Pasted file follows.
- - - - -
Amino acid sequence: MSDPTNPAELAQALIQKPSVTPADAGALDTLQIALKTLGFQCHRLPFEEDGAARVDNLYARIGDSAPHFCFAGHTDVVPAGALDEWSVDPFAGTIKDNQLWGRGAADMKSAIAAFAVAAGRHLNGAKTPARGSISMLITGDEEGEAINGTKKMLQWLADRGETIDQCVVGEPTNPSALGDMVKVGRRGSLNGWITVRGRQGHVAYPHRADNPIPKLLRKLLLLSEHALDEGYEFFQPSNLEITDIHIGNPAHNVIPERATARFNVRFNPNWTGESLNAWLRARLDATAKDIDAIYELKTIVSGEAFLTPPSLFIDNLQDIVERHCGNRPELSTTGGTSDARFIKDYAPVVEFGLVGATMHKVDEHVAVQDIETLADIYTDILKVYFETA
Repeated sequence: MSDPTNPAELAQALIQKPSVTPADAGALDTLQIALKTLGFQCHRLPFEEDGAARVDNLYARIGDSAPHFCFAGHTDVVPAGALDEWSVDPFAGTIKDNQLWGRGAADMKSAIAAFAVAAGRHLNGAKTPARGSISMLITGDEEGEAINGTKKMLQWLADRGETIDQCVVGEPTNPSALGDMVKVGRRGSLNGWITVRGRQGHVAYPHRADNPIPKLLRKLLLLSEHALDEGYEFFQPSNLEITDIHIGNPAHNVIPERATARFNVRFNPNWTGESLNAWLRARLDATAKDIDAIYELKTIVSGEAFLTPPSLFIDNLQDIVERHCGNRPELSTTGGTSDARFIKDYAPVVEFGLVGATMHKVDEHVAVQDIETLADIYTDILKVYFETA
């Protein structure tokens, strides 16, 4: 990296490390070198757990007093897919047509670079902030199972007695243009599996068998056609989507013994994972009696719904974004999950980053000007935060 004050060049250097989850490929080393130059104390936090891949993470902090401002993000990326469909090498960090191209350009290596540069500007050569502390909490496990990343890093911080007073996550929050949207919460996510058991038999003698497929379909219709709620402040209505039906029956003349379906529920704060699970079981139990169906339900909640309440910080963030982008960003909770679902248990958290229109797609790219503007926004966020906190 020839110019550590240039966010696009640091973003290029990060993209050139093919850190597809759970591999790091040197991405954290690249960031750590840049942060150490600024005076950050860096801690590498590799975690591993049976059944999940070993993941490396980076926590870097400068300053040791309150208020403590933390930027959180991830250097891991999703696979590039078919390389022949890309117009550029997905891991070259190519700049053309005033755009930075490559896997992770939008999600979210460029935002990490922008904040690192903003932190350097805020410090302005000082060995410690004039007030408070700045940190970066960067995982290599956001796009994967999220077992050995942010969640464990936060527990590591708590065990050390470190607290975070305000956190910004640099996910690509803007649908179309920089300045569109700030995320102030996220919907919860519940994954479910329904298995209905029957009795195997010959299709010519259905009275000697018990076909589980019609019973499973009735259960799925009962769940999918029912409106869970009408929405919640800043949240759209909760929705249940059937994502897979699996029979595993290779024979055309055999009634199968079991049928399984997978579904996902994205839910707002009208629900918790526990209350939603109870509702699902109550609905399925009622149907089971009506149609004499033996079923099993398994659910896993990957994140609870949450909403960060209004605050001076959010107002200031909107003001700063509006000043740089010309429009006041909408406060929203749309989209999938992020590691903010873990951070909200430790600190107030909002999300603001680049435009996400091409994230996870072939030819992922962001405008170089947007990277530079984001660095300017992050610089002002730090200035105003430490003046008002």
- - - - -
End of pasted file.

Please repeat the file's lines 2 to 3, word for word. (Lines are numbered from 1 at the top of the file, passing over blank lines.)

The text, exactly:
Repeated sequence: MSDPTNPAELAQALIQKPSVTPADAGALDTLQIALKTLGFQCHRLPFEEDGAARVDNLYARIGDSAPHFCFAGHTDVVPAGALDEWSVDPFAGTIKDNQLWGRGAADMKSAIAAFAVAAGRHLNGAKTPARGSISMLITGDEEGEAINGTKKMLQWLADRGETIDQCVVGEPTNPSALGDMVKVGRRGSLNGWITVRGRQGHVAYPHRADNPIPKLLRKLLLLSEHALDEGYEFFQPSNLEITDIHIGNPAHNVIPERATARFNVRFNPNWTGESLNAWLRARLDATAKDIDAIYELKTIVSGEAFLTPPSLFIDNLQDIVERHCGNRPELSTTGGTSDARFIKDYAPVVEFGLVGATMHKVDEHVAVQDIETLADIYTDILKVYFETA
């Protein structure tokens, strides 16, 4: 990296490390070198757990007093897919047509670079902030199972007695243009599996068998056609989507013994994972009696719904974004999950980053000007935060 004050060049250097989850490929080393130059104390936090891949993470902090401002993000990326469909090498960090191209350009290596540069500007050569502390909490496990990343890093911080007073996550929050949207919460996510058991038999003698497929379909219709709620402040209505039906029956003349379906529920704060699970079981139990169906339900909640309440910080963030982008960003909770679902248990958290229109797609790219503007926004966020906190 020839110019550590240039966010696009640091973003290029990060993209050139093919850190597809759970591999790091040197991405954290690249960031750590840049942060150490600024005076950050860096801690590498590799975690591993049976059944999940070993993941490396980076926590870097400068300053040791309150208020403590933390930027959180991830250097891991999703696979590039078919390389022949890309117009550029997905891991070259190519700049053309005033755009930075490559896997992770939008999600979210460029935002990490922008904040690192903003932190350097805020410090302005000082060995410690004039007030408070700045940190970066960067995982290599956001796009994967999220077992050995942010969640464990936060527990590591708590065990050390470190607290975070305000956190910004640099996910690509803007649908179309920089300045569109700030995320102030996220919907919860519940994954479910329904298995209905029957009795195997010959299709010519259905009275000697018990076909589980019609019973499973009735259960799925009962769940999918029912409106869970009408929405919640800043949240759209909760929705249940059937994502897979699996029979595993290779024979055309055999009634199968079991049928399984997978579904996902994205839910707002009208629900918790526990209350939603109870509702699902109550609905399925009622149907089971009506149609004499033996079923099993398994659910896993990957994140609870949450909403960060209004605050001076959010107002200031909107003001700063509006000043740089010309429009006041909408406060929203749309989209999938992020590691903010873990951070909200430790600190107030909002999300603001680049435009996400091409994230996870072939030819992922962001405008170089947007990277530079984001660095300017992050610089002002730090200035105003430490003046008002």